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Preventing Dehydration in Older Adults

Dana Larsen over at The Senior Living Blog gave us some great tips about preventing dehydration in older adults.  Her post titled “4 Ways to Prevent Elderly Dehydration” included some great tips on staying hydrated, and provided a few yummy recipes for what she calls “Summer Mocktails”.

Senior dehydration is a common health issue that can lead to bigger problems if proper hydration is not made a priority, such as urinary tract infections and low blood pressure. – Dana Larsen/Senior Living Blog

What causes dehydration in older adults?

Here are some of the reasons Dana believes dehydration is so prevalent among older adults:

  • The ability to notice changes in body temperature typically decreases with age.
  • As people get older, body water content decreases.
  • Many medications the elderly take make them more susceptible to dehydration.
  • The elderly often experience diminished thirst; which leads to reduced fluid consumption.
  • With aging, the kidneys have a reduced ability to concentrate urine and retain water during water deprivation.
  • Specific conditions, such as reduced swallowing capacity, decreased mobility, comprehension and communication disorders, as well as, decreased mobility and/or incontinence can contribute to dehydration.
  • Many seniors have underlying health conditions that make them less able to adapt to heat.

Hydration and your Health

RELATED: HOW MUCH WATER DO I NEED TO DRINK PER DAY?

The Hydration for Health Initiative (H4H) is a think tank of professionals that believe in raising public awareness of healthy hydration.  H4H believes there are many health benefits to staying hydrated and ensuring that we receive optimal amounts of fluids daily.  Some of those benefits include:

  • Proper hydration may have a positive impact on cognitive functions and mood. “Several studies, performed in healthy persons, looked at the effects of induced dehydration on cognitive performance and motor function: fatigue, mood, choice reaction time, short- and long-term memory, attention, arithmetics… It appears that a 2% dehydration is sufficient to impair functions and performances.”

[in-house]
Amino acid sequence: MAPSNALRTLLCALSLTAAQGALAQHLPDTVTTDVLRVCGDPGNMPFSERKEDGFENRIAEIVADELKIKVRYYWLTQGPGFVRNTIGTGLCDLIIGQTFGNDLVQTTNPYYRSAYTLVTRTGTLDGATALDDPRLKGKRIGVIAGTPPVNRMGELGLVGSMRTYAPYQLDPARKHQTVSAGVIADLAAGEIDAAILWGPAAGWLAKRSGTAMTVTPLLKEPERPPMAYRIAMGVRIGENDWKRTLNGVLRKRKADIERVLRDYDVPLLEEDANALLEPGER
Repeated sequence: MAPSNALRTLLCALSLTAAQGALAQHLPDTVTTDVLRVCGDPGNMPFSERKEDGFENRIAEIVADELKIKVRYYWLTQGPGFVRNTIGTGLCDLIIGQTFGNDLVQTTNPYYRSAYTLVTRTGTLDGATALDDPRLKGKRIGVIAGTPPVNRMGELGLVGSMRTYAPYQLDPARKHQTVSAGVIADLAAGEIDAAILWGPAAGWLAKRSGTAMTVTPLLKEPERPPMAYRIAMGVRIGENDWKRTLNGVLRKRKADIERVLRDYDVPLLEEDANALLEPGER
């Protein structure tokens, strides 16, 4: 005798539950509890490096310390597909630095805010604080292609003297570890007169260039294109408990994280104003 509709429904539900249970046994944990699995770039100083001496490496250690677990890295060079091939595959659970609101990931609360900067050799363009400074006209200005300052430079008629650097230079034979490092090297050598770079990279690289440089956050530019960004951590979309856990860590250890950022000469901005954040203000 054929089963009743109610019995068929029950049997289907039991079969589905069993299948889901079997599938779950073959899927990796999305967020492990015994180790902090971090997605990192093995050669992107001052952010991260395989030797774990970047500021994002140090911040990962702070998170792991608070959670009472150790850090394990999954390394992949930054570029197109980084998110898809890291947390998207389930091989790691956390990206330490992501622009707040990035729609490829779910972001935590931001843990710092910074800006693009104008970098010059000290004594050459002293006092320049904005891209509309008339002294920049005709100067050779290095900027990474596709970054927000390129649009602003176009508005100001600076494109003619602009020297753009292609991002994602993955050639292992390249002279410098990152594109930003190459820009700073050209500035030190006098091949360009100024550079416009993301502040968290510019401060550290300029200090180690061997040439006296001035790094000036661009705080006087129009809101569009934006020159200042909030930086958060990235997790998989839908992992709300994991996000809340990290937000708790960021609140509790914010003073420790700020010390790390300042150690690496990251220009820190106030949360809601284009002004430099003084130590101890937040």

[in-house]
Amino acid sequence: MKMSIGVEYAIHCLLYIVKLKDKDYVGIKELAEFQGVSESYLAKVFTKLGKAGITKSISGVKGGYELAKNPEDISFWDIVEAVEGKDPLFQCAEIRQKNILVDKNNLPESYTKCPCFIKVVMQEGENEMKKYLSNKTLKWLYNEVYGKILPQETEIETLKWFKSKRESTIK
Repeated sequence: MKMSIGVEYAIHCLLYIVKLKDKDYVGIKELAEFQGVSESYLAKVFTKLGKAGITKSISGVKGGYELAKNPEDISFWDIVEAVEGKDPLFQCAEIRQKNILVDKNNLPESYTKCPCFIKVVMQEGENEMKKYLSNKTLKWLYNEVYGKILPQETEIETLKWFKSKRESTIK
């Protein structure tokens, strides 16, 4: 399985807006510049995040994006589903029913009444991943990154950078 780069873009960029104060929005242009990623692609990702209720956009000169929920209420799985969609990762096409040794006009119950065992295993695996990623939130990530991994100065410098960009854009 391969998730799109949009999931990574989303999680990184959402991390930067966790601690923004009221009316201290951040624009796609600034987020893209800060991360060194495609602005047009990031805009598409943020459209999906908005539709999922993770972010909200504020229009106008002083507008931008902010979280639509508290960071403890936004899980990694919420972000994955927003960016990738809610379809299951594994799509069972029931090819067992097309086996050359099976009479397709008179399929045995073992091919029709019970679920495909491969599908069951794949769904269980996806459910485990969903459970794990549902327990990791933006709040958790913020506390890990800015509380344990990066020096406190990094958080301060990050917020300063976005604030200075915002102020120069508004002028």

• Proper hydration can prevent the recurrence of kidney stones.  “The role of increased fluid intake as a means of preventing the recurrence of kidney stones is well recognized today. In fact, it has been used since the time of Hippocrates.”
  • Proper hydration can contribute to maintaining healthy body weight.  “There is increasing evidence that the types of fluids we drink can have a long-term impact on health, influencing the development of overweight, obesity or metabolic diseases.”  H4H advocates maintain that the best method for preventing dehydration in older adults is to drink water (as opposed to surgery/flavored drinks).

Wondering what a “summer mocktail” is?  Well, Dana Larsen says these are yummy beverages that we can all make that are devoid of caffeine or alcohol.  Visit her post for some awesome summer recipes!

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7 Comments

  1. Kinda a useless article. How do you define dehydrated? The ability to notice body temp changes…what does that mean and what does it have to do with hydration? Lots more questions than answers in this article. No mention of the danger of over hydration and washing out important minerals, which are critical as you age.
  2. Like the article but unless 8- 8oz of a day is the standard for for an elderly person I’m still look for the answer. I has I 95 year old mother and just went though the uti and dehydration situation . I would like to know if there a guide line for amount we needs to make sure she drinks.
    1. Mr Brown, As each patient’s heath is different ie; kidney function, heart health,etc, the most prudent thing to do would be to ask your mother’s personal physician what he or she deems would be the optimum daily fluid intake for her. As a homecare nurse I have also seen the other side of the coin where good intentions of trying to keep a loved one hydrated (a good thing!) became a negative medical situaton when they patient drank so much they had fluid overload which was not good for their congested heart failure. It should be the right balance for each patient.
  3. After two visits to the doctor and then going to emergency via ambulance for vertigo I found this information on the internet. Despite the warning of dehydration and to drink more water it never was explained to me the effect of dehydration and the heart. Thanks to the internet I learned of the connection and the necessity to drink, drink, drink. In addition this article inspired me One recommendation confused me – drink plain water but yet the site directs one to flavored drinks. Did I mis-understand this information?
  4. We also recently published a blog post on dehydration from the perspective of brain health: http://nanasbuzz.com/2015/07/18/mind-your-brain-health-dehydration/. It’s such a relatively easy cost-effective “treatment” to drink water. Thanks for the introduction to the H4H initiative.
  5. Excellent information. Yet there is one important omission–the necessity of elders swallowing enough water when taking medications. It’s alluded to after 2+ minutes of the YouTube–“water is a solvent for vitamins, minerals….)” but no specific mention.

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